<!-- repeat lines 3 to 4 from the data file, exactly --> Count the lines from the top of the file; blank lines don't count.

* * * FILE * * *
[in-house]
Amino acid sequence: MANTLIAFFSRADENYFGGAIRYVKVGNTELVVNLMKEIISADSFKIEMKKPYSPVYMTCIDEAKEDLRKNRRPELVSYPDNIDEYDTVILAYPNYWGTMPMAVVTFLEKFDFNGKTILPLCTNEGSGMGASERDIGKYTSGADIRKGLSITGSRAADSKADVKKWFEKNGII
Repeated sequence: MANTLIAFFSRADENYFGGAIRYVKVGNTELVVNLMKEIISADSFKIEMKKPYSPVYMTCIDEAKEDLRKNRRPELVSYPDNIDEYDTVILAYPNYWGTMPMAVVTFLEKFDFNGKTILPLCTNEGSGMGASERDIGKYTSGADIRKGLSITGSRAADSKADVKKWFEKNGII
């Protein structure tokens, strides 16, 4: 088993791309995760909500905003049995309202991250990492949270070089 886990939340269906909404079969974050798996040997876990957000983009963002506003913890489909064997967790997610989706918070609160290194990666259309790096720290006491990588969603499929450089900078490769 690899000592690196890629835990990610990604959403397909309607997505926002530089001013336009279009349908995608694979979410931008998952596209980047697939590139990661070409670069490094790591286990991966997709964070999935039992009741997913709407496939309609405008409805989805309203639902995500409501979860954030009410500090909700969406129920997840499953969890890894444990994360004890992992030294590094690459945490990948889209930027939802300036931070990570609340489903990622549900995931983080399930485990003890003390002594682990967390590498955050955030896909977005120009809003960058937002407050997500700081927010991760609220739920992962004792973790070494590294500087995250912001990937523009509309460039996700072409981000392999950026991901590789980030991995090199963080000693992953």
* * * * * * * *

Repeated sequence: MANTLIAFFSRADENYFGGAIRYVKVGNTELVVNLMKEIISADSFKIEMKKPYSPVYMTCIDEAKEDLRKNRRPELVSYPDNIDEYDTVILAYPNYWGTMPMAVVTFLEKFDFNGKTILPLCTNEGSGMGASERDIGKYTSGADIRKGLSITGSRAADSKADVKKWFEKNGII
């Protein structure tokens, strides 16, 4: 088993791309995760909500905003049995309202991250990492949270070089 886990939340269906909404079969974050798996040997876990957000983009963002506003913890489909064997967790997610989706918070609160290194990666259309790096720290006491990588969603499929450089900078490769 690899000592690196890629835990990610990604959403397909309607997505926002530089001013336009279009349908995608694979979410931008998952596209980047697939590139990661070409670069490094790591286990991966997709964070999935039992009741997913709407496939309609405008409805989805309203639902995500409501979860954030009410500090909700969406129920997840499953969890890894444990994360004890992992030294590094690459945490990948889209930027939802300036931070990570609340489903990622549900995931983080399930485990003890003390002594682990967390590498955050955030896909977005120009809003960058937002407050997500700081927010991760609220739920992962004792973790070494590294500087995250912001990937523009509309460039996700072409981000392999950026991901590789980030991995090199963080000693992953």